Freedom Is Slavery!
There’s almost nothing in THX 1138 , George Lucas’ film debut, that anticipates the shaggy, freewheeling goofiness of the first Star Wars . There’s no gee-whiz, and hardly any whiz-bang. It’s sci-fi, sure, but mostly of the “Soylent Green is people!” school of sci-fi, all bleak humor and bad news; needless to say, the movie’s jackbooted robot policeman and bald, drug-addled proletarians would not have made for terribly fun action figures.
Haven’t I spoiled the plot enough by saying that THX 1138 takes place in a dystopian future society? That it’s all crib-noted from Orwell and Huxley? Do I really need to add that our hero falls in love and tries to flee? Mr. Lucas summarizes it succinctly: “The film’s about a hero who lives in an anthill and dares to go outside.”
After a long day building robots, our hero THX 1138 (Robert Duvall) likes to kick back and munch on a few government-mandated mood stabilizers; get diddled by his government-mandated masturbatory aid, plunging down upon him like an automatic pin-setter at the bowling alley; maybe check out his favorite show on the hologram projector, which could be accurately titled Robot Policeman Keeps Hitting This Guy with a Really Big Stick .
But what he doesn’t know is busy hurting him: His off-her-meds mate LUH 3417 (Maggie McOmie) pulled an Eve and is switching his sedatives, those fruits of ignorance, for sugar pills as red as apples. So what he mistakes for illness is really drug withdrawal-his feelings are coming awake inside him. Or, in the words of Thomas Pynchon, he’s “been changing, sure, changing, plucking the albatross of self now and then, idly, half-conscious as picking his nose.”
In his DVD commentary with co-editor and mad-genius sound designer Walter Murch, Mr. Lucas encourages us to view THX 1138 , adapted from his prize-winning student short, not as one feature but as three one-acts that tell the same story of oppression and escape three very different ways. The first is a relatively linear narrative, albeit one that is as dense and difficult as most Godard. The second, where THX 1138 finds himself trapped in an all-white, wall-less prison, is absurd Beckettian comedy, a Waiting for Big Brother . Only in the action-packed finale, with all its running and chasing and driving, do we catch some glimpse of the pop director that Mr. Lucas went on to actually become.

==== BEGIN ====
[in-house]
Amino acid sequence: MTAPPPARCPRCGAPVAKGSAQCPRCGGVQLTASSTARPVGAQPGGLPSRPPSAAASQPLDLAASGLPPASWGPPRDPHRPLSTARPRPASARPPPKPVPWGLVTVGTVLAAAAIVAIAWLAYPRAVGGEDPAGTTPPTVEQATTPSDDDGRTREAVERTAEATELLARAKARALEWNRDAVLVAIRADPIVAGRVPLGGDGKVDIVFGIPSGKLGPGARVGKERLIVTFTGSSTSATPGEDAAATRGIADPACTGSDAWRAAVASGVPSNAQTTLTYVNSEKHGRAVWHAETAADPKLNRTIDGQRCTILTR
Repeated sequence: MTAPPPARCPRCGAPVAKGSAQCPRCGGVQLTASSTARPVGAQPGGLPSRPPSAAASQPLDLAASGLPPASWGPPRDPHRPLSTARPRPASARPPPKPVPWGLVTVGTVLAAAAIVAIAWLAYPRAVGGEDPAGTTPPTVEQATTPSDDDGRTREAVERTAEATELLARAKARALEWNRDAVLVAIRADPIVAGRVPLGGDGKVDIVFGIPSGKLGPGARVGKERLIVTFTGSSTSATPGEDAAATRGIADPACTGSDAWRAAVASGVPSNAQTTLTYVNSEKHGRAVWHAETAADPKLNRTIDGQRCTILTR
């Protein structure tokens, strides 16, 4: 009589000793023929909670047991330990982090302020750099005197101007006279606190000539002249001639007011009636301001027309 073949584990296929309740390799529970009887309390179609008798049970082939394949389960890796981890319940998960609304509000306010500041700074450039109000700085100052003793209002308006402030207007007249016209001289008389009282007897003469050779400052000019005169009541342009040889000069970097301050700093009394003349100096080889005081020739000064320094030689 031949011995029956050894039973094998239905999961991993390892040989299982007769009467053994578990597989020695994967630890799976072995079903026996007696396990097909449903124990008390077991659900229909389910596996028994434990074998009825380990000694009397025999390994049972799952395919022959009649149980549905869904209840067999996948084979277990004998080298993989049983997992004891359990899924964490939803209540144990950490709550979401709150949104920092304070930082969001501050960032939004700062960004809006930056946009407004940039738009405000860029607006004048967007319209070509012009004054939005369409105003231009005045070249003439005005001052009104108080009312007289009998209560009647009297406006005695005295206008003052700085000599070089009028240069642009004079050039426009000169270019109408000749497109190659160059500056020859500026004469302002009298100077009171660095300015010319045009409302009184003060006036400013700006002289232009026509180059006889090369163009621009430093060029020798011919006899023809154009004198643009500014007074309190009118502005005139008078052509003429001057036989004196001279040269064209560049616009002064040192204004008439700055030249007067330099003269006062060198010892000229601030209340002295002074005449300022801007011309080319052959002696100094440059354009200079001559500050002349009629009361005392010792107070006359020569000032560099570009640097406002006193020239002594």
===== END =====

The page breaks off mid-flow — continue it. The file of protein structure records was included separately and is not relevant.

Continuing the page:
The hagiographic extras on THX 1138 invite us to make this film a referendum on Mr. Lucas’ career. “This is really the kind of filmmaking I started doing, and it’s probably the filmmaking I’m gonna go back to someday,” he says in the closing moments of his commentary. “It’s a much more interesting style of filmmaking than I currently find myself in.”
Mr. Lucas obviously takes great pride and consolation in this idea of himself as an avant-garde filmmaker who simply fell backwards into insane mainstream success. It’s a touching notion; it’s also complete and utter bullshit. The gobs of money he earned from Yoda lunchboxes and Skywalker bed sheets alone would have allowed him to make all the small, passionate, experimental movies he could ever want. Instead, he has spent more than two decades tending to his fortunes and franchises. It’s clear that he is a man who has his independence but no real freedom, and so whatever else Mr. Lucas intended for his film, the ending, at least, feels prescient: When THX 1138 escapes from the vast labyrinth of the underground city and finally emerges into the blinding reds of a setting sun he’s never seen, he simply stands there, with nowhere to go.
[ THX 1138: The George Lucas Director's Cut (1971), R, 88 minutes, $26.99.]
– Mark Lotto
Angels in America , Mike Nichols’ 2003 HBO film, was more than a movie; it was an event. HBO ran countless commercials featuring the stars-Meryl Streep, Al Pacino, Emma Thompson-extolling its importance; last year, every magazine or literary journal weighed in on not only the film’s merits and missteps, but on playwright Tony Kushner’s genius and influence. The film was reason to talk about AIDS (since, these days, we seem to need a good reason). It was a platform from which to talk about gay life in America. It was an excuse to rip on Reagan’s sins.
Even the film itself feels like an event: It’s six hours long, filled with surprisingly cheap special effects (unnecessary given the power of the screenplay), an overwhelming abundance of star power and a self-conscious sense of magnitude. One could do worse than watching the scenes, often involving two actors facing off like boxers, in chunks: say, Al Pacino as Roy Cohn vs. Meryl Streep as Ethel Rosenberg. Turn it off. Let it absorb. Mr. Kushner’s play is a lot to take in, and it deserves care. Which is all to say that there are many ways to experience Angels in America . The movie is one way, but certainly shouldn’t be the only one. The camera can cut up Mr. Kushner’s words; one sometimes longs to shut the picture off and listen to the audio, or wishes they’d seen onstage back in 1993.
Except, of course, that we’d then miss some ferocious performances here: Mr. Pacino, his face sucked dry of humanity; Ms. Streep, disconcertingly vulnerable and then unnervingly cold as a Mormon mother; Justin Kirk, as an impossibly funny and sweet dying man. We’d also miss some bizarre ones-Ms. Thompson as a Staten Island/Long Island/Brooklyn native nurse, or again, Ms. Thompson as an hysterical angel. Ben Shenkman, the lover who abandons Mr. Kirk when he needs him most, is thrilling in his angry selfishness. He confirms the worst you ever suspected in people, and then makes sense out of it. The film does that, thrusting you in and out of your own faith in the world, in the hopes, perhaps, that you’ll come away looking at it all a little differently. This DVD doesn’t include any extras, but the film is more than enough.
[ Angels in America (2003), not rated, 375 min., $39.98.]
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